It should also be noted that corks (natural or composite) can be obtained in both "straight sided" and "tapered" form.
The tapered type have the advantage that they can be inserted by hand (no need for a corker), but produce a much less reliable seal than
the straight-sided type, so they are only suitable for wines that are not to be kept for long. Straight-sided corks require
a device known as a "corker" or "cork flogger" to insert them into bottles; this device temporarily compresses the cork to a small diameter
so it can slide into the bottle neck, where it expands again and forms a tight seal. Corkers range from simple hand-operated
devices costing a few pounds (which are OK for corking a few bottles if you're strong), through two-handed lever-operated types
(much easier to use and cost ten to twenty pounds), right up to "industrial" floor-standing types for bulk production.
Corks should be clean and sterile before insertion into the bottle, particularly if the wine is preservative-free (as all ours are).
Good quality corks are often supplied pre-sterilised, but if you are unsure, sterilise them with boiling water first. If the
corks are the type that require soaking, sterilisation and soaking can be combined simply by using boiling water for the soak; for
no-soak (coated) corks, a quick dip in boiling water is all that is necessary. We do not advise soaking corks in a chemical
sterilising solution (unless they are the coated type, and are rinsed well afterwards), since this will otherwise lead to some of the solution
getting into the pores of the cork and thence into the wine.
We generally favour good-quality, straight-sided, composite corks with a no-soak coating, inserted with a lever-operated corker.
This gives a good reliable seal at a very reasonable cost, easy corking, and avoids the risk of defective natural corks.
Never, under any circumstances, re-use Natural or Composite corks! They will not make a good seal "second time around".
- Cork Sealing Material (optional): It is advantageous to seal the cork to the bottle, ideally with a wax compound
specially formulated for the purpose (candle wax is not suitable!). Corks seldom give a totally perfect seal even when freshly
inserted, let alone after months or years in a wine cellar, and a good sealing compound can make all the difference between a wine
that has improved with age and one that has been ruined. Many commercial wines, and increasingly many amateurs too, now use either foil
or plastic sleeves to cover the cork; however, these methods are really only of aesthetic benefit -- they may look good, but they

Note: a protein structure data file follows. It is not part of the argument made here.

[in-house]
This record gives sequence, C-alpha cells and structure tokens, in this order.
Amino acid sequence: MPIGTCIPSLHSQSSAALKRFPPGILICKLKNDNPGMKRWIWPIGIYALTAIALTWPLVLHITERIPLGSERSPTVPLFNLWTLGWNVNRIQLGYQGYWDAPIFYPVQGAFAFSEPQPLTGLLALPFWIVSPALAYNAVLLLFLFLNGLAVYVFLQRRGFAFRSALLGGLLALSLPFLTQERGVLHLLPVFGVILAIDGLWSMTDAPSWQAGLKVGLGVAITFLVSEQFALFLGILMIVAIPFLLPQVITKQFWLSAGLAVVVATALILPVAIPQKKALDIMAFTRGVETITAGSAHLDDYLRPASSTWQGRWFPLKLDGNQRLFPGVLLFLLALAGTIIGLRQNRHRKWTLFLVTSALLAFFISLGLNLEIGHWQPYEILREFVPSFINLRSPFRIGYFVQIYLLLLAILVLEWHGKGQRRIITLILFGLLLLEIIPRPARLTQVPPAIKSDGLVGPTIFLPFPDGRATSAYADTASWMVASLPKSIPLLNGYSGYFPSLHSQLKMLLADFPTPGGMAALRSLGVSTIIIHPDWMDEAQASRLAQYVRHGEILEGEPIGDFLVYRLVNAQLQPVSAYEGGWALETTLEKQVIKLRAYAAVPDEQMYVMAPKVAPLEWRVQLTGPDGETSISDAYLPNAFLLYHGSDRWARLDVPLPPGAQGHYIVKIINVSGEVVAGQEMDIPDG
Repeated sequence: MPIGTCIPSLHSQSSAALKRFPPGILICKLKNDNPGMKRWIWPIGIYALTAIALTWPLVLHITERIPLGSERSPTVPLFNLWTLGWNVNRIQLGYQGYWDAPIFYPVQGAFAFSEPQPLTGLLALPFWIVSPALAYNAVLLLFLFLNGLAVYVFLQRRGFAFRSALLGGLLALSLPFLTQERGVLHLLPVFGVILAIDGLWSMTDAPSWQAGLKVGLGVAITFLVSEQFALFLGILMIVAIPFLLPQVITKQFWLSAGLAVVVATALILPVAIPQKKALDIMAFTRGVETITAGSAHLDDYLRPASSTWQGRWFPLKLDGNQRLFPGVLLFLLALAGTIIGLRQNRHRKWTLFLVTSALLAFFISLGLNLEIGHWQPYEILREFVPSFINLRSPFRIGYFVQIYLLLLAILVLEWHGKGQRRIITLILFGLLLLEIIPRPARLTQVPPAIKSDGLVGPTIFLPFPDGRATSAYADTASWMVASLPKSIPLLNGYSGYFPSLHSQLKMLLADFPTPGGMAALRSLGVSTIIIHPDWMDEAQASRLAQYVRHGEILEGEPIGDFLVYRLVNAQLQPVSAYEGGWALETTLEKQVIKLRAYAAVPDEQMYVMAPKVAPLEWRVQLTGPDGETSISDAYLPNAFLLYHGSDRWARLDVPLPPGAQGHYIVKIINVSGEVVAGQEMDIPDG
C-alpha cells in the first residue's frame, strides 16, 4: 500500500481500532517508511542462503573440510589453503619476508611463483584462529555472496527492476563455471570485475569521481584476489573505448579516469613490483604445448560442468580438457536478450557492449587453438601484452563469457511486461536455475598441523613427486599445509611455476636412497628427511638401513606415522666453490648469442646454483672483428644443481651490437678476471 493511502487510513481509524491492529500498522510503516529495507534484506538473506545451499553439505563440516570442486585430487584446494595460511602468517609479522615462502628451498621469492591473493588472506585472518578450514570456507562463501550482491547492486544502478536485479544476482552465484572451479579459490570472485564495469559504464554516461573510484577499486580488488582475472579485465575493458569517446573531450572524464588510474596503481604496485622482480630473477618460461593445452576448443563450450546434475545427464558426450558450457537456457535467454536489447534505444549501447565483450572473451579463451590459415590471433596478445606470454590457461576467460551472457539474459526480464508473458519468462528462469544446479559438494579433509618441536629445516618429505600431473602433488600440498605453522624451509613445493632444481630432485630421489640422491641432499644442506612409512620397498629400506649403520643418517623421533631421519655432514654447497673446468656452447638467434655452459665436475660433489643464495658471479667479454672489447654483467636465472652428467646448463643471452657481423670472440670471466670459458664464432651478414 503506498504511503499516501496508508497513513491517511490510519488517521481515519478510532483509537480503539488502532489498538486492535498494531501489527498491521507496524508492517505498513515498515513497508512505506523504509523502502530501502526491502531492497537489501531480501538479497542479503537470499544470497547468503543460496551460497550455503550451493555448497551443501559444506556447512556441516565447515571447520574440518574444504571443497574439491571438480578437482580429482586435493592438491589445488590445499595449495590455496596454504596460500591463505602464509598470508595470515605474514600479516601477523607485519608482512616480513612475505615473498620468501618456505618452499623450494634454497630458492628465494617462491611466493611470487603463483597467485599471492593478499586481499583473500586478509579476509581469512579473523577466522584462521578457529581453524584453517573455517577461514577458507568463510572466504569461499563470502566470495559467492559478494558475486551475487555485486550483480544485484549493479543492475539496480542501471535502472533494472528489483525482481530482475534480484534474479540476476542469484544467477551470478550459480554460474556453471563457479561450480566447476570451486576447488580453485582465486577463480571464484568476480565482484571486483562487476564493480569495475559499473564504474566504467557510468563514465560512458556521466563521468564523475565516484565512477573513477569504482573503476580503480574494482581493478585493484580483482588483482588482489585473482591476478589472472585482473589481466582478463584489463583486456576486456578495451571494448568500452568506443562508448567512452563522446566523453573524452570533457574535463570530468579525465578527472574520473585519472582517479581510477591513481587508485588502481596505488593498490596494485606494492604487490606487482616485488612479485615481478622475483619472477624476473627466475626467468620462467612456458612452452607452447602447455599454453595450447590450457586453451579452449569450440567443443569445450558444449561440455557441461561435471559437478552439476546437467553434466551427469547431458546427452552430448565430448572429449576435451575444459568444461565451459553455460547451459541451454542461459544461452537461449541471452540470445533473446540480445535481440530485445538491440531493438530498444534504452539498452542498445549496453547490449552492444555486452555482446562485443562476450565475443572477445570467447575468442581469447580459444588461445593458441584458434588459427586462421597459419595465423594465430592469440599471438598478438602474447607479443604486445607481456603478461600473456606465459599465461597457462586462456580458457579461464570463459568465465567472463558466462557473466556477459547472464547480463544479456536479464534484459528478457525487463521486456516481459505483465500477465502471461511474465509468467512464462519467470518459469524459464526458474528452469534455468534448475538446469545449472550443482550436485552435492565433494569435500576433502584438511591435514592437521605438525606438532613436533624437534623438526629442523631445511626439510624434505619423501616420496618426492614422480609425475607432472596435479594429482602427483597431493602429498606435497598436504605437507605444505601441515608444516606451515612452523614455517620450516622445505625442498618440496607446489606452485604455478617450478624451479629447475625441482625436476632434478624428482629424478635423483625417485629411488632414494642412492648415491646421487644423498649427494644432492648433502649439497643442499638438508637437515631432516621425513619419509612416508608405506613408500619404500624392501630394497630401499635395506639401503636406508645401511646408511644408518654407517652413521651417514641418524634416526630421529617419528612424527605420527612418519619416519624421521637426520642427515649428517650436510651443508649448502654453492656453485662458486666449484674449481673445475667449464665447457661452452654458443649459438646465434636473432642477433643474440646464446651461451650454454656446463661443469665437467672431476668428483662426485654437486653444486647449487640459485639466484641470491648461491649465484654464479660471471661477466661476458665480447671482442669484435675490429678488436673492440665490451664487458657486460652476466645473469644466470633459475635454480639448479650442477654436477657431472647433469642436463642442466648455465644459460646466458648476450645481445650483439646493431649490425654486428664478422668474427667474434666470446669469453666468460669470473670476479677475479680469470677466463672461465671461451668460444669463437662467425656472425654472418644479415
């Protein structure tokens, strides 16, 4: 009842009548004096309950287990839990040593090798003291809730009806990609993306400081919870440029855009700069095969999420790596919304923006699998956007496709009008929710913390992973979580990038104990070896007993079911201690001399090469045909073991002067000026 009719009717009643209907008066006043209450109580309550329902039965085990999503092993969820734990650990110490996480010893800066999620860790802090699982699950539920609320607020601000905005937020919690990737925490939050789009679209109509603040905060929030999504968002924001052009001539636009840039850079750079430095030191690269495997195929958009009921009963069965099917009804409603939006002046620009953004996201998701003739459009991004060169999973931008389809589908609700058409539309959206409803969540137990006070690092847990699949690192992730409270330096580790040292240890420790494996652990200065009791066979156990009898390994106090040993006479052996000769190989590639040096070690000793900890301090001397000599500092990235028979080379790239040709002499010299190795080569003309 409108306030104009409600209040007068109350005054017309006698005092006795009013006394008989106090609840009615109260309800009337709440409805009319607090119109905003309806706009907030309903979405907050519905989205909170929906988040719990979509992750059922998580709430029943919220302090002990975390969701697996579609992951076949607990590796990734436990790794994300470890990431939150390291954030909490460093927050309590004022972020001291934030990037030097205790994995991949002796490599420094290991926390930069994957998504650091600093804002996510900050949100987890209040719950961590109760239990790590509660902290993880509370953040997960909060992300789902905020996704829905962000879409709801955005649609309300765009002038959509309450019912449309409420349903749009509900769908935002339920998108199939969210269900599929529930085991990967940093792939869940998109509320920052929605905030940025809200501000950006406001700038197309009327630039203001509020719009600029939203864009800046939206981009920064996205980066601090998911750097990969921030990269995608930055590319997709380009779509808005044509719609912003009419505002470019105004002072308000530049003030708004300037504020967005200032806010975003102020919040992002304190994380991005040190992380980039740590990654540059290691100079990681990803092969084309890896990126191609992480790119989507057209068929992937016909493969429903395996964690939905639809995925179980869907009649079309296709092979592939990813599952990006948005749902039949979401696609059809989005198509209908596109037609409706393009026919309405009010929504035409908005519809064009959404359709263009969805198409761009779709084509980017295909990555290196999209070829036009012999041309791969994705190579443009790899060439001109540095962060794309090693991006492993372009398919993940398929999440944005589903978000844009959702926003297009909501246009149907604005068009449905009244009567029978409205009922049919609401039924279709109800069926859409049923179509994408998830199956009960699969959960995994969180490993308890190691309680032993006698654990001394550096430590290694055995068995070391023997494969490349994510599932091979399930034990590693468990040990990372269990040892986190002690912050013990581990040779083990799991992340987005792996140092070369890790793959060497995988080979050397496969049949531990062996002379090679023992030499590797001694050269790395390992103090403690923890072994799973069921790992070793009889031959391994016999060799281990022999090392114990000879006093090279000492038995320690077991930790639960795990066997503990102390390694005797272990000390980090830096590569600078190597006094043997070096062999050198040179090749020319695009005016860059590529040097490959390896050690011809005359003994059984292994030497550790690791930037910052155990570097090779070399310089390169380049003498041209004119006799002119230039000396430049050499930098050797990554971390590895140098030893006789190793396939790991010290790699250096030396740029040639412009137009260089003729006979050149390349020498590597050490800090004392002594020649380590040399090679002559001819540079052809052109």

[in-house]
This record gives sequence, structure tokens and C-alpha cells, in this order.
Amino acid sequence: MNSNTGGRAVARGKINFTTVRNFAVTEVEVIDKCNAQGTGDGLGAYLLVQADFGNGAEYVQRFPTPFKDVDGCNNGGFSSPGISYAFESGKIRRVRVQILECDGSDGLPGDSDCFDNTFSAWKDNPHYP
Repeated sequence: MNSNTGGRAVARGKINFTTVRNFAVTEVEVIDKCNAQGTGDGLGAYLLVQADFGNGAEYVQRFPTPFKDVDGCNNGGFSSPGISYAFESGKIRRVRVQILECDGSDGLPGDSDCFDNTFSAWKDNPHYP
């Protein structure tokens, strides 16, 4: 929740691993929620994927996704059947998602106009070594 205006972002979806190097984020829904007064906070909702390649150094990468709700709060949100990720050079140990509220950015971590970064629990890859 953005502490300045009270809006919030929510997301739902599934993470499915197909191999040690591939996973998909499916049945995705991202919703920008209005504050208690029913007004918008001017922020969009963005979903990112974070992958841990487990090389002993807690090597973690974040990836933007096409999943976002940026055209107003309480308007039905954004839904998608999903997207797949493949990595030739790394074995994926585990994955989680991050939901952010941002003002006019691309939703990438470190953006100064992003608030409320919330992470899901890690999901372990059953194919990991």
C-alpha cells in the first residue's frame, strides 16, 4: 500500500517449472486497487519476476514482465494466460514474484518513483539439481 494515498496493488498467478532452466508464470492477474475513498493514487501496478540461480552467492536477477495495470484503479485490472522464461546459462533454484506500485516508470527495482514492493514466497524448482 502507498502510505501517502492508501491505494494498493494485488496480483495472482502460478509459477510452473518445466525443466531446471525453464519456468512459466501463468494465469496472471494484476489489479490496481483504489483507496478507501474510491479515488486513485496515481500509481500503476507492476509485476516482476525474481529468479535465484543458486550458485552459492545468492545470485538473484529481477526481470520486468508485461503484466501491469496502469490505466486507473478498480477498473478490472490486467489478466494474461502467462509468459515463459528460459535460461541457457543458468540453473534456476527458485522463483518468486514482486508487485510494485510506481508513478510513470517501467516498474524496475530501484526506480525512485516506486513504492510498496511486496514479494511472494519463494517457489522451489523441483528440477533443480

don't give an airtight seal to protect the wine. For this reason, we are of the opinion that a properly-formulated wax seal is
vital on wines that are to be kept, and highly desirable on all wines; to answer this need for the home winemaker at an
economical price, we have developed Dawnmist WineWax, and we seal all wines we make with it. Follow the link below
to learn more about the benefits of using a sealing compound as well as specific details of Dawnmist WineWax:
Method & Philosophy
All our wine recipes use a 'boiling water' method in which everything to be fermented
gets boiled and therefore sterilised, with a commercial yeast preparation being added to
do the fermenting. Some older recipes for wine don't sterilise everything and many
don't add yeast, relying on the natural, wild yeast that can be found on most fruits; we
don't like this method for various reasons: firstly, with unsterilised materials there
really is no telling what
else you'll grow as well as yeast, and you risk
growing something nasty; furthermore, with the no-added-yeast recipes you can't even
the fruit (it would remove the natural yeast!), so you could be adding all
sorts of pollutants to your brew, and also the 'wild' yeasts often give an unreliable
fermentation, poor taste and low alcohol content. The 'boiling water' method avoids all
these possible problems, and is very easy in a modern kitchen.
The fermentation process is temperature-dependent, and for good results conditions
should be neither too hot nor too cold, nor should there be wide fluctuations in
temperature. You will probably be able to find a suitable location in most houses,
but avoid attics, garages and sheds because they can cause trouble with temperature swings.
Most of the modern yeasts used by home wine-makers require relatively warm conditions; many will
not work well below around 20°C and "stuck fermentations" can result.
On the other hand, the temperature must not be too high either: higher than around 35°C
is liable to kill the yeast. Therefore it is vital to give some thought to ensuring that your
fermentations are kept at a suitable temperature. Most of the modern yeasts work best at